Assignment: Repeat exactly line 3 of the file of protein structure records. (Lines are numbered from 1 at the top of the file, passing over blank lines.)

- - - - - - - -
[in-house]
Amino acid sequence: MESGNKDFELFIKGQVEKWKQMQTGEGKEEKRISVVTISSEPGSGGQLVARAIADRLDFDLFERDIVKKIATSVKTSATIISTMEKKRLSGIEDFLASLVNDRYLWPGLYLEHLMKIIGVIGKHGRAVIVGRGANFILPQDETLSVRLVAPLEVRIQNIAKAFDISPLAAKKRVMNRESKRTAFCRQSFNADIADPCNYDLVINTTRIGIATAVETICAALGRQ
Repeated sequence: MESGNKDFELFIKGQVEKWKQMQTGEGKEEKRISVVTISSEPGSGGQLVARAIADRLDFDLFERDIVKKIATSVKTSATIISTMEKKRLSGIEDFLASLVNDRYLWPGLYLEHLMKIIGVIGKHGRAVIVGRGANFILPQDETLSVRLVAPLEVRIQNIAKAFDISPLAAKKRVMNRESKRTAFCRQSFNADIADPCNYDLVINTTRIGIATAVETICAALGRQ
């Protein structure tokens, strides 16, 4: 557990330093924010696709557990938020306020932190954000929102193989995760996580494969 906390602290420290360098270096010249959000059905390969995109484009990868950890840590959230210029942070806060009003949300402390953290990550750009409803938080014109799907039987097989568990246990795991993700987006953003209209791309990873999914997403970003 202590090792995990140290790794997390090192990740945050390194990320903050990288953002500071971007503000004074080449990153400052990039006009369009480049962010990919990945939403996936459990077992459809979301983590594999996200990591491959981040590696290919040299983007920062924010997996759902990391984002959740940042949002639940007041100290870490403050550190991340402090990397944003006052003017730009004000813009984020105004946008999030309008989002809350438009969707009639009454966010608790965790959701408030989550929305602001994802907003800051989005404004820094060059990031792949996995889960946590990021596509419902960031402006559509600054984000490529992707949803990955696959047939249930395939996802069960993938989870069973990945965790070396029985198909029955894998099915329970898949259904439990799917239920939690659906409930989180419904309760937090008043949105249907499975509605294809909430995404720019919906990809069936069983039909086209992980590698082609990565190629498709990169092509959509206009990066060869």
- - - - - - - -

Repeated sequence: MESGNKDFELFIKGQVEKWKQMQTGEGKEEKRISVVTISSEPGSGGQLVARAIADRLDFDLFERDIVKKIATSVKTSATIISTMEKKRLSGIEDFLASLVNDRYLWPGLYLEHLMKIIGVIGKHGRAVIVGRGANFILPQDETLSVRLVAPLEVRIQNIAKAFDISPLAAKKRVMNRESKRTAFCRQSFNADIADPCNYDLVINTTRIGIATAVETICAALGRQ